Haiti's president, others
seek end to violence

By the A.M. Costa Rica wire services

Haiti's president and international humanitarian officials are calling for an end to violent demonstrations linked to Haiti's cholera epidemic, saying they are hampering aid efforts.

President Rene Preval made the appeal in an address Tuesday.

The United Nations has called on protests to stop immediately so Haitian and international workers can save lives.

United Nations humanitarian coordinator Nigel Fisher says the world body has been forced to cancel flights carrying aid supplies because of security concerns in Cap-Haitien and Port de Paix. The problems have also affected people's ability to get to the hospital and forced the suspension of a water cleaning project and training of medical staff.

Fisher also condemned an attack on a World Food Program warehouse, which was looted of food supplies and burned.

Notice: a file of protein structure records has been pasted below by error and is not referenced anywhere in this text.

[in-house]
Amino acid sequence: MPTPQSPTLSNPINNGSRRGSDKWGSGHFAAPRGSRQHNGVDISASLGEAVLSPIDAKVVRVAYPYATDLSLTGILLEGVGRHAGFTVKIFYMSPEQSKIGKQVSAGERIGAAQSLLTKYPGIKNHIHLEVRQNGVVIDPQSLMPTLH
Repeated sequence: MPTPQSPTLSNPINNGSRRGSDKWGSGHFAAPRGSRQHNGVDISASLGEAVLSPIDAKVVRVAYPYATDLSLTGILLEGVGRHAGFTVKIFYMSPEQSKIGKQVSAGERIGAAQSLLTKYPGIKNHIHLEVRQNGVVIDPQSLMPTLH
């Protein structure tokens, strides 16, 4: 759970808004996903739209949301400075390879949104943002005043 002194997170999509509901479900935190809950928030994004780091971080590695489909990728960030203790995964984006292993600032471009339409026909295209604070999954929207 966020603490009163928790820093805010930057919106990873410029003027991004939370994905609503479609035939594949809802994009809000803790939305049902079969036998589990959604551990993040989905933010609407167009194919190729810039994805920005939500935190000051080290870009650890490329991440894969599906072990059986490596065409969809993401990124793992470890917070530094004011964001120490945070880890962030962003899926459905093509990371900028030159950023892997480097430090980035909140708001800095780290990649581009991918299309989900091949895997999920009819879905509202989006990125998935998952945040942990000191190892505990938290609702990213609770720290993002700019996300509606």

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San José, Costa Rica, Thursday, Nov. 18, 2010, Vol. 10, No. 228


Latin American news
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Judicial police have page
on Facebook social network


By the A.M. Costa Rica staff

Can't find a cop when you need one?  Try Facebook.

The Judicial Investigating Organization said Wednesday that it has opened a page in Facebook, the social network site, to provide information to the public. There also is contact information.

The latest postings include contact information for complaints and a photo of drugs confiscated in a Guápiles crack arrest. The agency plans to post some of its news on the site.

Seattle woman wins trip
to volunteer in Costa Rica


Special to A.M. Costa Rica